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Petráček, Zbyněk

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5 articles of this author have been cited in the European Press Review so far.

Lidové noviny - Czech Republic | 06/08/2013

Monster trials divide society

The trial against alleged putschists in the Turkish army is supposed to show who calls the shots in the country, the conservative daily Lidové noviny writes: "The Turkish military is not the salvation army. But it is the force that has maintained the country's secular character since 1923. Four times it has toppled a government because it was convinced it posed a threat to the secular state - and by extension to the alliance with the West. Ten years ago, however, it did not stand in the way of the Islamist Erdoğan government. So why must the army leadership be punished now? ... Monster trials against the secular opposition and similar steps show that the Islamic democracy is not yet mature enough to withstand a normal change of government, and that it will do all it can to stay in power. This is not the way to overcome the division of society."

Lidové noviny - Czech Republic | 31/08/2012

Egypt swiftly established as new power

The participation of Mohammed Mursi at the summit of the Non-Aligned Movement in Tehran is the first time an Egyptian president has visited Iran in 33 years. The conservative daily Lidové noviny describes this as a geopolitical turning point with an uncertain outcome: "The Wikileaks disclosures of 2010 revealed that Arab countries like Egypt were more afraid of an Iranian nuclear bomb than an Israeli one. Arab leaders called on the US to destroy the Iranian nuclear facilities. Now Mursi no longer seems to fear the 'shiite nuclear bomb'. In 2011, after the Egyptian revolution, the line was: Don't condemn Egypt. The Islamists there confine their power to domestic politics, while foreign and defence policy remain in the hands of the army. Now Mursi is demonstrating that things can be different. In 2012 we have watched as Egypt achieves political emancipation far more quickly than Turkey in ten years under Erdoğan."

Lidové noviny - Czech Republic | 13/06/2012

Russia's opposition is too weak

President Vladimir Putin needn't lose any sleep over the slogans of the Russian government opponents at the demonstration in Moscow, the conservative daily Lidové noviny concludes: "According to Putin, 'what weakens the country and divides its society is unacceptable'. But Russia's problem is not that the opposition is dividing society. The problem is that there is no viable opposition. What alternatives does the opposition offer to the demonstrations? 'We are trying to peacefully free Russia of the usurper who wants to go on robbing the country forever', is what we are told not by any old bus driver, but by former deputy prime minister [Boris] Nemtsov [under Boris Yeltsin]. … Can you fight against the autocrats by claiming that Putin steals? … No, this is not the way to beat Putin."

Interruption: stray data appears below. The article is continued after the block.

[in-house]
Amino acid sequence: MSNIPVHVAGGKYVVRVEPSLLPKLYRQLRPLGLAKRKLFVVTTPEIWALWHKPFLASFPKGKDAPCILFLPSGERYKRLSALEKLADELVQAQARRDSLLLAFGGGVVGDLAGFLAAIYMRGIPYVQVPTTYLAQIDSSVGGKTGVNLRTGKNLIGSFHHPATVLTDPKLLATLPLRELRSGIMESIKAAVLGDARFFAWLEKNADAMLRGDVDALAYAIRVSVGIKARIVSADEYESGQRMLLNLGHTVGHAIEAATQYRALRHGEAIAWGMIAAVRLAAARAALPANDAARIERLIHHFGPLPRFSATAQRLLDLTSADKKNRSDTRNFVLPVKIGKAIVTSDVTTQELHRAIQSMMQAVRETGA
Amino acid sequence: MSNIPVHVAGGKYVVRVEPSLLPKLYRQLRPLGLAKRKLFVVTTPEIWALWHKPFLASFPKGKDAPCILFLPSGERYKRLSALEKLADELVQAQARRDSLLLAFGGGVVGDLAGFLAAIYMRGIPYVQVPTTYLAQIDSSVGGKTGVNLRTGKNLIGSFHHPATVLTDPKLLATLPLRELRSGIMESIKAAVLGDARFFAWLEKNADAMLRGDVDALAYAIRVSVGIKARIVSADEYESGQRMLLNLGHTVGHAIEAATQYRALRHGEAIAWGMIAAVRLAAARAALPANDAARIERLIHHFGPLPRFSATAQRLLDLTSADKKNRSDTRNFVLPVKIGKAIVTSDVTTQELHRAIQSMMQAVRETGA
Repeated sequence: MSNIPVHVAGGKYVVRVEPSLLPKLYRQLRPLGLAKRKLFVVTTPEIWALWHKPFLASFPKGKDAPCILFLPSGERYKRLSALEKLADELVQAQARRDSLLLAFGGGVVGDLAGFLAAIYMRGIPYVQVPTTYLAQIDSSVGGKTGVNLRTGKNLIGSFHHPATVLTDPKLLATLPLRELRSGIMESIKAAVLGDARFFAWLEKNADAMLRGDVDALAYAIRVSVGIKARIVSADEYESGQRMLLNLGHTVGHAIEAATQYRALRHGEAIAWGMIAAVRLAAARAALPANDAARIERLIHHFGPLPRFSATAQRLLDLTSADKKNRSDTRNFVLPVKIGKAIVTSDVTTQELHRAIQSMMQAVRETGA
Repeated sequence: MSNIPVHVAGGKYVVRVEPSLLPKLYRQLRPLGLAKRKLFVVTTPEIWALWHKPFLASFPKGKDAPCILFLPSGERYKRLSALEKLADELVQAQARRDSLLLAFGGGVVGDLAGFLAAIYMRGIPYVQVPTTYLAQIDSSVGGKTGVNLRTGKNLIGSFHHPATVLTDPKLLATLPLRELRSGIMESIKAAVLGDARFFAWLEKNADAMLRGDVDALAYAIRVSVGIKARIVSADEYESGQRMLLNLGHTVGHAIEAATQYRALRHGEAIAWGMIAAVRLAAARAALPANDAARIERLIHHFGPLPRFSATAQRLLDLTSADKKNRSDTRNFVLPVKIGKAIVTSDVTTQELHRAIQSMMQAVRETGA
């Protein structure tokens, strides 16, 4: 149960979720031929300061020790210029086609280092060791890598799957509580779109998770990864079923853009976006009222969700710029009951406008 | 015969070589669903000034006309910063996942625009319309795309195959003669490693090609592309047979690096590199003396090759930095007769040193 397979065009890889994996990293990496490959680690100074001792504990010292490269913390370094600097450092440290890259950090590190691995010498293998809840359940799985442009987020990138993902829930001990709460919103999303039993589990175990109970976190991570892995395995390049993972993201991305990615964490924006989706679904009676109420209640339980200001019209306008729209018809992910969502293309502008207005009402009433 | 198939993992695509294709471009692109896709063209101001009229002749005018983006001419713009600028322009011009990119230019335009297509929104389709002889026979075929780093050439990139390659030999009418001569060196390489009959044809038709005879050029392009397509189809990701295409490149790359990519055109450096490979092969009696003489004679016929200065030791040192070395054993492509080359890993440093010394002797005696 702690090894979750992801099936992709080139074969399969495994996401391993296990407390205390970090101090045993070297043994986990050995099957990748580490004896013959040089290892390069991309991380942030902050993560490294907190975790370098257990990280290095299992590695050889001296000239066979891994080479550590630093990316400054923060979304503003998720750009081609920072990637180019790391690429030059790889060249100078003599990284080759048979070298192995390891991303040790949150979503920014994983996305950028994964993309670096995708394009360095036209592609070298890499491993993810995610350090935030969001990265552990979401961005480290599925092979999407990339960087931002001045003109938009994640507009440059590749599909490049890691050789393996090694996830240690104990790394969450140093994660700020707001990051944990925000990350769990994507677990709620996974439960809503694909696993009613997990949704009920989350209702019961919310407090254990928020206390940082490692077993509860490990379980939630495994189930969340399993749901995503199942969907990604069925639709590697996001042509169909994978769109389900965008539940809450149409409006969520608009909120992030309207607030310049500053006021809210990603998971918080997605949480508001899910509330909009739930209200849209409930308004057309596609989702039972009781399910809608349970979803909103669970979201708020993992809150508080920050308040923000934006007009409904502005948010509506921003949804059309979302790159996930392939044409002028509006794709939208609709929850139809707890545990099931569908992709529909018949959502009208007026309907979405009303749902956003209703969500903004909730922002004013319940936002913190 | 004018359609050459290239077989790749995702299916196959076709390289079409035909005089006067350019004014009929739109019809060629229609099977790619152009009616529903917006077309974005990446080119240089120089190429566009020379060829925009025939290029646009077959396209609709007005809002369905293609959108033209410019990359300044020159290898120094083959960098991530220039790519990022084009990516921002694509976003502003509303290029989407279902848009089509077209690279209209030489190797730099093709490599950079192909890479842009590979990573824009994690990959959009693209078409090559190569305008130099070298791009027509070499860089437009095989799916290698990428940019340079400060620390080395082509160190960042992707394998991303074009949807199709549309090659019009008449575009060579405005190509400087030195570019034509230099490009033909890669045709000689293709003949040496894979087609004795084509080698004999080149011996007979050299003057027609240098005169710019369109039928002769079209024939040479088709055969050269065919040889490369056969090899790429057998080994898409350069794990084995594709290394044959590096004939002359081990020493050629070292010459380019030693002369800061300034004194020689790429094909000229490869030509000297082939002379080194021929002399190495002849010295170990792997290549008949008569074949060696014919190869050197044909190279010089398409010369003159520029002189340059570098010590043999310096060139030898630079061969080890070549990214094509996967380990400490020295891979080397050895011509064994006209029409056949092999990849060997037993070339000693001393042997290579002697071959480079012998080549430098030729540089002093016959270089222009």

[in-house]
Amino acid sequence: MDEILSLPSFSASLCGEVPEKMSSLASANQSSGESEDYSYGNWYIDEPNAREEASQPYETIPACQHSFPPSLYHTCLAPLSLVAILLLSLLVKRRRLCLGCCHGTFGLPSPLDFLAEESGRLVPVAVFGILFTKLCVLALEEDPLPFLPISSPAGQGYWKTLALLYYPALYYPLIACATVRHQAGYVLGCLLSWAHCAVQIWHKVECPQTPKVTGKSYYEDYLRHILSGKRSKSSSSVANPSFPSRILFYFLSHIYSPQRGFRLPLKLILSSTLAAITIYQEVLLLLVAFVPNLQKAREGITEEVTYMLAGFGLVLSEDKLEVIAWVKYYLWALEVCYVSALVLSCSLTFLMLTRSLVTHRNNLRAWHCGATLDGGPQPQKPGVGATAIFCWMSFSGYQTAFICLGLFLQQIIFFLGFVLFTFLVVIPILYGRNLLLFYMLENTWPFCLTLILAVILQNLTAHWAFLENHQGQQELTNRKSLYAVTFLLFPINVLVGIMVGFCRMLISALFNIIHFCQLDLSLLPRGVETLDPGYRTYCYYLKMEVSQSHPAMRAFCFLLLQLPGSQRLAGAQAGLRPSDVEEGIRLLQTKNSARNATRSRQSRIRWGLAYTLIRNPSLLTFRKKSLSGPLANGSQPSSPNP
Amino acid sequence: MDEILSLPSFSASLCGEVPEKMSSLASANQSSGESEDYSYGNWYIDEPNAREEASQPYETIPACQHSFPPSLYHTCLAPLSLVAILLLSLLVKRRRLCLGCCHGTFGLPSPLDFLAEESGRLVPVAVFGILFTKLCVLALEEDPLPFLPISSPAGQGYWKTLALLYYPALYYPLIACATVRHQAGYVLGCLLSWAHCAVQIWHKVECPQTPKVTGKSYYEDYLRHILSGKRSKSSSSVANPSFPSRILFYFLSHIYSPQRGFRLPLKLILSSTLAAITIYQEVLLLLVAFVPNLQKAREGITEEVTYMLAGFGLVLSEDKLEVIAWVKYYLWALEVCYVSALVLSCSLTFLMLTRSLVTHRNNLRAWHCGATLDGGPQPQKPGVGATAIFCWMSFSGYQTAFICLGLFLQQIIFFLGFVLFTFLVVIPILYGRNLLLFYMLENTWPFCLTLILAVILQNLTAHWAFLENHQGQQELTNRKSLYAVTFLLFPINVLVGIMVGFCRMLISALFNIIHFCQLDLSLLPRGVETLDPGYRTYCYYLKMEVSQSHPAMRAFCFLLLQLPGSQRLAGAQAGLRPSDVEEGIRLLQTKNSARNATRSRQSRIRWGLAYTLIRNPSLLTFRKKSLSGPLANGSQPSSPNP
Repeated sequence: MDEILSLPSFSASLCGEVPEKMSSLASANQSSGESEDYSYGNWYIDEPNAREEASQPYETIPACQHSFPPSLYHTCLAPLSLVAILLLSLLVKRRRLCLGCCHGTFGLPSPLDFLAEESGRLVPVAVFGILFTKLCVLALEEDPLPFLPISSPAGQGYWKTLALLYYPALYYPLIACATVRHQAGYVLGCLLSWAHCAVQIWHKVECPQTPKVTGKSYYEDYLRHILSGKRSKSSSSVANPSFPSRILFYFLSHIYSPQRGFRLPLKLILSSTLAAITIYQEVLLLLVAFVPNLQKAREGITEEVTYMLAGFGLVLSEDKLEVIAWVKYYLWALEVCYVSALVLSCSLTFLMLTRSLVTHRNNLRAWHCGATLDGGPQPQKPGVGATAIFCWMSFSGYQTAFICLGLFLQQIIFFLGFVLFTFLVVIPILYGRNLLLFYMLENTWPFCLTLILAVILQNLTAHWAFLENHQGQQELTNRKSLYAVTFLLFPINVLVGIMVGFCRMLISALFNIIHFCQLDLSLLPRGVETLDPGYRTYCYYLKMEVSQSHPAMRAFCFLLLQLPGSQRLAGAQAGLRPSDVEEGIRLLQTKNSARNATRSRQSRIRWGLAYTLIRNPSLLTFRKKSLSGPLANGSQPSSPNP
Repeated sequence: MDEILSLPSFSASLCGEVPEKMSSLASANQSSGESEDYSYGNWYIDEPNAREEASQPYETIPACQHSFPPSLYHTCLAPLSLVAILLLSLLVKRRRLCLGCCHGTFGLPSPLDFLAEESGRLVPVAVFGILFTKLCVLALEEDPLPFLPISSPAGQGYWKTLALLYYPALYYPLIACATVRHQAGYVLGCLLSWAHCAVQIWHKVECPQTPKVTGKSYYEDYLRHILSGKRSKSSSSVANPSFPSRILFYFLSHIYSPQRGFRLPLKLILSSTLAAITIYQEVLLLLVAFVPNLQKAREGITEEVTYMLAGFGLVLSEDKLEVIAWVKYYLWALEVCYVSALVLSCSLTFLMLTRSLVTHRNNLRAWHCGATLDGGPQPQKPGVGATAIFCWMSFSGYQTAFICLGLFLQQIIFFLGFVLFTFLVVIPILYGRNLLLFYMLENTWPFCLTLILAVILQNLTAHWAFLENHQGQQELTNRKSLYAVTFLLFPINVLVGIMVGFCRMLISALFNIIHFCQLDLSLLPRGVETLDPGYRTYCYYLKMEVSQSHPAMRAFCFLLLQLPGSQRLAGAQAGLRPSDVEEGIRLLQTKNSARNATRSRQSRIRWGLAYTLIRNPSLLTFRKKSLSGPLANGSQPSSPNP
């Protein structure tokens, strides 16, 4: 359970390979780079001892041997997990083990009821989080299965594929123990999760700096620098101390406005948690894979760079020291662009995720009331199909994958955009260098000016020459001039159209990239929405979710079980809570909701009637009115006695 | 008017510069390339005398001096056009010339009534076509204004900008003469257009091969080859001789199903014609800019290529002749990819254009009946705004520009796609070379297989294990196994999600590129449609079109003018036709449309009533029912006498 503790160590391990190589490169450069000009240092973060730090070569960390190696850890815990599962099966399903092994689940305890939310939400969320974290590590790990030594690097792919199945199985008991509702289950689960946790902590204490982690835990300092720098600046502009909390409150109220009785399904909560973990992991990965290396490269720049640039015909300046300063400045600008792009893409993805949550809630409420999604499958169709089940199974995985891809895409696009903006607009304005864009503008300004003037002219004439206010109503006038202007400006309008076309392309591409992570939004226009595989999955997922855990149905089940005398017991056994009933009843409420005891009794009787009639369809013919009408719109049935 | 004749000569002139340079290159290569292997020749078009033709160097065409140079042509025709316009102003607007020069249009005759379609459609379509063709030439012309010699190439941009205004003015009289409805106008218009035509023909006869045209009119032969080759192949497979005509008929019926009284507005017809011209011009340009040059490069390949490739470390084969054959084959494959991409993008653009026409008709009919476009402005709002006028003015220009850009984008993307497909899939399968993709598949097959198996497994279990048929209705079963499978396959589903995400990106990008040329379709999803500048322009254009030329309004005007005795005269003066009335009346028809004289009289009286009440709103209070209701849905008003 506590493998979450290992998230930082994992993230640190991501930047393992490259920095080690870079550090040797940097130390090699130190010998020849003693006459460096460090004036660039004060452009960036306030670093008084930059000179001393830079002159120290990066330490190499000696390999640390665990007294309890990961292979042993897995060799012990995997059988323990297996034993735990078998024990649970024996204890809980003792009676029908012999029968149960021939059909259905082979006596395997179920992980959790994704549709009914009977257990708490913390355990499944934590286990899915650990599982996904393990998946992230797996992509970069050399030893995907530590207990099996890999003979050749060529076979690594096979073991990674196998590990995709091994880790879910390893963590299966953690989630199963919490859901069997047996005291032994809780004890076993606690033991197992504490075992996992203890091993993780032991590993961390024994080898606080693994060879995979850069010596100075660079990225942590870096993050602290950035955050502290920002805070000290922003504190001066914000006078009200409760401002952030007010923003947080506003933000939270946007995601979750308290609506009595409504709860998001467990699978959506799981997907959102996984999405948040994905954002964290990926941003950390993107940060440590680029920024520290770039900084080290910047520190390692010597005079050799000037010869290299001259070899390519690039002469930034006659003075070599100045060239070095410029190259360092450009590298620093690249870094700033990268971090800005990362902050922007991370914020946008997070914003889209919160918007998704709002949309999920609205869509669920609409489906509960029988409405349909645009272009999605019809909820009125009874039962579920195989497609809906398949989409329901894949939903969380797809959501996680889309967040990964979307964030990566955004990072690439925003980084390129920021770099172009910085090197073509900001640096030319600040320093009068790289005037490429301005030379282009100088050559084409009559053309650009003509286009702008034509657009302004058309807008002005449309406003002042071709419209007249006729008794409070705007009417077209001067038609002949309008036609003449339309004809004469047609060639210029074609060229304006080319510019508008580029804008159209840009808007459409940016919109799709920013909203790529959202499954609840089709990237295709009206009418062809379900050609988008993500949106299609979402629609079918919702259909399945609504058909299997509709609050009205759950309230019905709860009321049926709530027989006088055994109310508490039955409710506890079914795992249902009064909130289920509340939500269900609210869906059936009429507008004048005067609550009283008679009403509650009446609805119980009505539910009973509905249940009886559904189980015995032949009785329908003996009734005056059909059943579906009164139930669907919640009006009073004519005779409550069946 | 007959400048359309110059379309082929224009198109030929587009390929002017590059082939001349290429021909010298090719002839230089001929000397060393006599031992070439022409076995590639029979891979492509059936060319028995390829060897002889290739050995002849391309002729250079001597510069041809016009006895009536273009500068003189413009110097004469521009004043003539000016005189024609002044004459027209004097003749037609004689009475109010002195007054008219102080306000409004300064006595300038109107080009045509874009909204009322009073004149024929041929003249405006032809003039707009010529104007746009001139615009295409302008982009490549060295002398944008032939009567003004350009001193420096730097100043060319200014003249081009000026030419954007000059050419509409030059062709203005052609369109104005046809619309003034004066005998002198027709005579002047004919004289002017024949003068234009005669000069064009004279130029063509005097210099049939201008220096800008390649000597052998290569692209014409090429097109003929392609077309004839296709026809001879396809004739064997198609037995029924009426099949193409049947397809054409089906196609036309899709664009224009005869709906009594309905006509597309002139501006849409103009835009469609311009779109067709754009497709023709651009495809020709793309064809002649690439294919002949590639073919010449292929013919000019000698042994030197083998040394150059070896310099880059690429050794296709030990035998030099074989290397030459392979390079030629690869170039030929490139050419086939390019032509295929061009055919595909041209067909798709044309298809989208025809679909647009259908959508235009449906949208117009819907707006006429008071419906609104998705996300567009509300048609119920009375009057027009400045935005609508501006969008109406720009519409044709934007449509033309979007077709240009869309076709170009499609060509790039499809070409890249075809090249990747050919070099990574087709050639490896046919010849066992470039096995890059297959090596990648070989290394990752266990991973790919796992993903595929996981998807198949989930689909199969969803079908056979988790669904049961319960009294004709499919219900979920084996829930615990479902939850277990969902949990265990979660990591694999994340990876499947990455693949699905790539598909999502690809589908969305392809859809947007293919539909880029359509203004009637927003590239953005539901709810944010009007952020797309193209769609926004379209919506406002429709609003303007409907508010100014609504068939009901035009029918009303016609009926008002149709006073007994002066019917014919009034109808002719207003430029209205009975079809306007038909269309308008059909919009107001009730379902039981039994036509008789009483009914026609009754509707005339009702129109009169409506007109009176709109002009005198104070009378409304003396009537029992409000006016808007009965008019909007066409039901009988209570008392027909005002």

Lidové noviny - Czech Republic | 12/04/2011

Peace plans for Libya doomed to failure

The hopes of peace in Libya have been dashed for the time being after the rebels rejected as inadequate a plan drawn up by the African Union that had been accepted by Gaddafi. In the opinion of the conservative daily Lidové noviny the plan was doomed to fail from the outset: "If there is a sensible solution it has to be an African or Arab one. If the West tries to do this there will soon be talk of imperialism, colonialism or even a crusade. ... The African Union's plan could never have worked because both belong to Africa: the rebels and Gaddafi. The plan was aimed not at Gaddafi's stepping down but at an agreement with the rebels. Who would bet on such a plan working? The African Union however, has no other option. It has neither military power nor money. And if it does have money it comes from Gaddafi, the founding father of this Union."

Lidové noviny - Czech Republic | 16/06/2009

More democracy than expected in Iran

The conservative daily Lidové Noviny reflects on the protests in Tehran against President Mahmoud Ahmadinejad: "For thirty years we have considered Iran a state of religious fanatics where everything is dictated by the Ayatollahs. To a certain extent Tehran itself is to blame. ... But behind all this it remains the case that Iranians decide their representatives through elections. That sounds banal, but in the region it's a true luxury. Saudi Arabia or Egypt may be allies with the West, but they have no experience with democratic competition. The Iranian opposition goes out onto the street, bans or no bans. Could that also happen in Saudi Arabia? There is no such thing as an opposition there. ... But as welcome as the Islamic democracy is, the problem is that even the demonstrators on the streets of Tehran believe Iran should have the atom bomb."

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